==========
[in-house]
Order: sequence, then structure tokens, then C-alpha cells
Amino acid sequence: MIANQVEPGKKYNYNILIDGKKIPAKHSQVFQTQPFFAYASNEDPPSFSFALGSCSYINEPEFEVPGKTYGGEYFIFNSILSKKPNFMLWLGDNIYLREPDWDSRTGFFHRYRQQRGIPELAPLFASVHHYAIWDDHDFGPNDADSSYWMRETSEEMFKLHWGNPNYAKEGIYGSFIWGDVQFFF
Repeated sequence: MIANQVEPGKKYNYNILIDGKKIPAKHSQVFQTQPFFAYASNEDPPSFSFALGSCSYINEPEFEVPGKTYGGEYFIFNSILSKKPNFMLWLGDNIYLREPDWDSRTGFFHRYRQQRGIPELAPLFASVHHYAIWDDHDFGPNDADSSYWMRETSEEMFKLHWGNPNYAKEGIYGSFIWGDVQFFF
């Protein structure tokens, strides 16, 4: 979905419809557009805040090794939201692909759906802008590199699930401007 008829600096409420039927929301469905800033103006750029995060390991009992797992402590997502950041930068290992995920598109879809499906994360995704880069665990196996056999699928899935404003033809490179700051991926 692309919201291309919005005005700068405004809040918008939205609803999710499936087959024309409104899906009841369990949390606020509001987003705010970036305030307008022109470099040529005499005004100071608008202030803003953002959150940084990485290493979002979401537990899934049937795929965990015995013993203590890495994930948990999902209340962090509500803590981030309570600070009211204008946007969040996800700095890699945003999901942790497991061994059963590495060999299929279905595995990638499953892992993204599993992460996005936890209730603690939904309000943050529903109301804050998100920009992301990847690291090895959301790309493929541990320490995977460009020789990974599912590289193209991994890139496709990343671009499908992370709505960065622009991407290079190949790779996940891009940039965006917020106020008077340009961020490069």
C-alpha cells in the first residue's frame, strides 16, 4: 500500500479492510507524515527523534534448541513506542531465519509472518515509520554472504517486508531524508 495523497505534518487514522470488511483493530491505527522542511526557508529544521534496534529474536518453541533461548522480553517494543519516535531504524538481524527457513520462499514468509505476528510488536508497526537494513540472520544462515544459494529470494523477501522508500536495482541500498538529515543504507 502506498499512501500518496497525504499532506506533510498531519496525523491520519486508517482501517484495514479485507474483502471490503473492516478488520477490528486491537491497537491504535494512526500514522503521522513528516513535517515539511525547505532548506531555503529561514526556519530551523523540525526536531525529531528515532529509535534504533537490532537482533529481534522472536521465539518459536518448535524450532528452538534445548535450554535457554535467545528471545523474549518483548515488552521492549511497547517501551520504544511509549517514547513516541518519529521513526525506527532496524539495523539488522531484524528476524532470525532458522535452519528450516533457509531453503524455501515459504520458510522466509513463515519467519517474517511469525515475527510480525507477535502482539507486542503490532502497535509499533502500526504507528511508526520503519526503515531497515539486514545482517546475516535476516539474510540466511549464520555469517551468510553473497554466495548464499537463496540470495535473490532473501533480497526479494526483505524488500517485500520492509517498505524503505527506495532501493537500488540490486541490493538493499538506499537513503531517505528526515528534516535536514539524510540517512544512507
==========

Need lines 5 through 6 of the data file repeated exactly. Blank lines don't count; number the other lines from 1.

């Protein structure tokens, strides 16, 4: 979905419809557009805040090794939201692909759906802008590199699930401007 008829600096409420039927929301469905800033103006750029995060390991009992797992402590997502950041930068290992995920598109879809499906994360995704880069665990196996056999699928899935404003033809490179700051991926 692309919201291309919005005005700068405004809040918008939205609803999710499936087959024309409104899906009841369990949390606020509001987003705010970036305030307008022109470099040529005499005004100071608008202030803003953002959150940084990485290493979002979401537990899934049937795929965990015995013993203590890495994930948990999902209340962090509500803590981030309570600070009211204008946007969040996800700095890699945003999901942790497991061994059963590495060999299929279905595995990638499953892992993204599993992460996005936890209730603690939904309000943050529903109301804050998100920009992301990847690291090895959301790309493929541990320490995977460009020789990974599912590289193209991994890139496709990343671009499908992370709505960065622009991407290079190949790779996940891009940039965006917020106020008077340009961020490069």
C-alpha cells in the first residue's frame, strides 16, 4: 500500500479492510507524515527523534534448541513506542531465519509472518515509520554472504517486508531524508 495523497505534518487514522470488511483493530491505527522542511526557508529544521534496534529474536518453541533461548522480553517494543519516535531504524538481524527457513520462499514468509505476528510488536508497526537494513540472520544462515544459494529470494523477501522508500536495482541500498538529515543504507 502506498499512501500518496497525504499532506506533510498531519496525523491520519486508517482501517484495514479485507474483502471490503473492516478488520477490528486491537491497537491504535494512526500514522503521522513528516513535517515539511525547505532548506531555503529561514526556519530551523523540525526536531525529531528515532529509535534504533537490532537482533529481534522472536521465539518459536518448535524450532528452538534445548535450554535457554535467545528471545523474549518483548515488552521492549511497547517501551520504544511509549517514547513516541518519529521513526525506527532496524539495523539488522531484524528476524532470525532458522535452519528450516533457509531453503524455501515459504520458510522466509513463515519467519517474517511469525515475527510480525507477535502482539507486542503490532502497535509499533502500526504507528511508526520503519526503515531497515539486514545482517546475516535476516539474510540466511549464520555469517551468510553473497554466495548464499537463496540470495535473490532473501533480497526479494526483505524488500517485500520492509517498505524503505527506495532501493537500488540490486541490493538493499538506499537513503531517505528526515528534516535536514539524510540517512544512507